Effects on the Child – The child is the helpless victim of parental alienation. Typically, children thrive and need both parents in their lives to have a good chance of being healthy, stable adults. There is no benefit to a child having a true belief that one of their parents is evil, doesn’t want them or even wants to cause them harm. Depression, anxiety and low self-esteem are the most common effects on the child noted in the psychological literature where parental alienation is at play. These psychological conditions follow the children into adulthood and they have an elevated risk of suicide. Further, in adulthood, it is also often the case that the child will fail to thrive in relationships and struggle with education, employment and have an increased risk of suicide. Thus, an alienated parent must act through the legal system to protect their child.

Courts and Parental Alienation – So even if you know about parental alienation, the vexing question is what can be done in court? Things get tricky in a courtroom with trying to prove abuse by parental alienation in original custody proceedings or modification actions. In custody actions, the evidence will turn largely on the factor of the alienating parent’s mental health, although manifestations of parental alienation may be seen in the children, such as their relationships with others (they have rocky relationships, act out, et cetera).2 This is where good lawyering and use of the legal tools available to litigants under the Divorce and/or Paternity Acts come into play. For example, parental alienation is likely best identified and plan to reunify put forth through a forensic custody evaluation. But you have to ask for a custody evaluation for one to occur. In these cases, the custody evaluator is hired to make a recommendation to the court as to what is in the children’s best interests; they are trained to help identify and explain parental alienation for the judge and, where identified, provide recommends for a reunification plan for the child with the alienated parent so the judge can consider this as part of a custody order. This is quite complicated because an alienated child normally cannot just be immediately returned to the alienated parent. They are fearful of that parent.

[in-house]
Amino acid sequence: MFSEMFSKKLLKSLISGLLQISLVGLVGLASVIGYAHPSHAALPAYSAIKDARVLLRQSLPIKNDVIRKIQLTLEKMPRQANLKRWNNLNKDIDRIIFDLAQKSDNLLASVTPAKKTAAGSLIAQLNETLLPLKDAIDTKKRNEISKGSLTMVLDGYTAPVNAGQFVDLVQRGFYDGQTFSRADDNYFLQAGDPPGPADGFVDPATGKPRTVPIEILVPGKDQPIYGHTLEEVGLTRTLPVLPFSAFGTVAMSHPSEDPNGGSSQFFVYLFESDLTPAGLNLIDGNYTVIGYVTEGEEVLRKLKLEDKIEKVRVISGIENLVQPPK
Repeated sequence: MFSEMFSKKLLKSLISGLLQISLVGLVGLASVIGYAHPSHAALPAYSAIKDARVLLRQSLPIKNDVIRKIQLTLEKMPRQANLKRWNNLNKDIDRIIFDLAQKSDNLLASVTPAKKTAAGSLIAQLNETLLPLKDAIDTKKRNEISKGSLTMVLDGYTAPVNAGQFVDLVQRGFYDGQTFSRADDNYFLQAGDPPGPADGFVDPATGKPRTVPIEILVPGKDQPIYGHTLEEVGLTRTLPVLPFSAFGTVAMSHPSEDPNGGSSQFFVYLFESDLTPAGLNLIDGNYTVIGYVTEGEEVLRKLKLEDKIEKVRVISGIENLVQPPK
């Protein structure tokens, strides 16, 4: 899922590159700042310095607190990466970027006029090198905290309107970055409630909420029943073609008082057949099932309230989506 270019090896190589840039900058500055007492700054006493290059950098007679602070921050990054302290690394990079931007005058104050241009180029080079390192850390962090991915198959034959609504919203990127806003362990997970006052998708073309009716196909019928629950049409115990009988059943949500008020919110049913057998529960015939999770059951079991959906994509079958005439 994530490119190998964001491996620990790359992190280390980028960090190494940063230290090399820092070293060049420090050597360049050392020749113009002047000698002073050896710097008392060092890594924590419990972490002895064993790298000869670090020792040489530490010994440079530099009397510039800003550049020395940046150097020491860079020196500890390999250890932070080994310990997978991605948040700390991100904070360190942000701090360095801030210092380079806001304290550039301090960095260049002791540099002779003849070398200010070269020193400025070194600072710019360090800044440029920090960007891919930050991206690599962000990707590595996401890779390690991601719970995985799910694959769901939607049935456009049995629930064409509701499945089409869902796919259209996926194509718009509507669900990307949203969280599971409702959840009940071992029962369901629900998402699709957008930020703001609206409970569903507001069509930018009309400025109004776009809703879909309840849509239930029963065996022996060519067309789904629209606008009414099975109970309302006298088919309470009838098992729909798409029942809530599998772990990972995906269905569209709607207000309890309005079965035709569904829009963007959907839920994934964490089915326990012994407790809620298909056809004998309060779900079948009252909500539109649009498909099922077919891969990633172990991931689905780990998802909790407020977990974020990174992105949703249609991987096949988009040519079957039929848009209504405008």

Parental alienation is a significant legal issue and is problematic if it is operational in your case. If you fear parental alienation is something impacting your children and yourself in your divorce or custody situation, it is imperative to seek educated and experienced counsel to address this matter. Your children’s future depends on it. Ciyou & Dixon, P.C. advocates handle domestic cases of all types throughout the State. This blog is written by advocates at Ciyou & Dixon, P.C. This blog is written for general educational purposes only. It is not intended as legal advice or a solicitation for services. It is an advertisement.


  1. There is not agreement parental alienation reaches the level of being diagnosed as a syndrome.
  2. Ind.Code 31-17-2-12 (investigation and report concerning custodial arrangement conducted by an expert and report).

 

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Based in Indianapolis and founded in 1995, Ciyou & Dixon, P.C. is a niche law firm focused on successfully dealing with the complexities of divorce, high-conflict child custody and family law. Known for their ability to solve extremely complex situations with high quality work and responsiveness, Ciyou & Dixon will guide you every step of the way. The family law attorneys at Ciyou & Dixon, P.C. will help you precisely identify your objectives and the means to reach your desired result. In addition, this practice focus is augmented by the firm's other three core areas, namely appellate advocacy, civil practice, and firearms law. Life is uncertain. Be certain of your counselSM.